Woo hoo! The season for braises and roasts is starting. Color me happy.
Tonight I braised some brisket (well, Siedfleisch) which we ate with mashed potatoes, glazed carrots, and a big green salad.
For the beef:
Brown a seasoned piece of brisket (~600g) well on both sides. Pull out the beef and add some peeled small onions (silver onions), a couple carrots cut into pieces about the same size as the onions, and 50-75g lardons. Brown for a bit, drain off the oil, add back the beef, a couple bay leaves, a bit of red wine, and enough chicken stock to come halfway up the beef. Cover the beef with a piece of parchment (leave room around the side for evaporation) and let simmer until the beef is for tender (a couple hours). Remove the beef and set aside. Remove the onions, carrots, and lardons and set aside. Reduce the sauce a bit, add some of the cooked carrots and puree with a stick blender. Adjust seasonings and add a bit more wine if it's needed. Thicken with potato starch and then serve over the sliced beef.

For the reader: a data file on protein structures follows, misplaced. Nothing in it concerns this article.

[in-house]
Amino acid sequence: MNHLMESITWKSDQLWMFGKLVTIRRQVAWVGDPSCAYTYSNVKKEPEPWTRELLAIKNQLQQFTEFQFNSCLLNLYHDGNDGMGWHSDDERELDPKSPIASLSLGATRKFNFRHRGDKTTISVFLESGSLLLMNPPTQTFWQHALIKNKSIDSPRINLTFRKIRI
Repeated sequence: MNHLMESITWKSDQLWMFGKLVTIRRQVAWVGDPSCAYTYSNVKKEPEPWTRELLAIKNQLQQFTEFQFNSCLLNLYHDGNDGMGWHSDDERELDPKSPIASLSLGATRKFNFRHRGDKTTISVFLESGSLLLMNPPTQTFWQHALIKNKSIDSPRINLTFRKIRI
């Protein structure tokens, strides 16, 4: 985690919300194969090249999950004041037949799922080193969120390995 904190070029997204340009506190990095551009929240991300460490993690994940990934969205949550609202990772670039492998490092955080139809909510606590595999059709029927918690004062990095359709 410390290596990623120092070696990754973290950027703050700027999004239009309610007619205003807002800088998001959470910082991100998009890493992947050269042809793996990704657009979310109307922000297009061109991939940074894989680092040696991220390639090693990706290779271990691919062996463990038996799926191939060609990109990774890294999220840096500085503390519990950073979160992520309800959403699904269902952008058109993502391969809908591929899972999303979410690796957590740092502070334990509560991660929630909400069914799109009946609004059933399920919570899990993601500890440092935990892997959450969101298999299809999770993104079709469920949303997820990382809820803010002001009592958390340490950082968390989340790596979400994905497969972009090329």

Wow, what excellent food. Great beef, well prepared (if I do say so myself!)... mmmm, happy.
Wine: Quinta op Coa 2005 Douro from our mixed box. This took a bit to open up, but ended up being quite enjoyable.
Saturday, September 29, 2007
Woo hoo! The season for braises and roasts is starting. Color me happy.
In the interests of trying some new wines we followed an approach recommended by Eric Asimov and went to a local wine shop (Paul Ullrich) and asked the guy working there to pick out six interesting bottles for us. We asked for all reds and an average price of CHF 20. When we made the request, the guy's eyes lit up and he embarked on the quest with great enthusiasm. We clearly made him quite happy; hopefully he will have done the same for us. :-)
Here's what we ended up with:
- Mauro Sebaste S. Rosalia 2005 Dolcetto D'Alba
- Ruffino 2003 Riserva Ducale Chianti Classico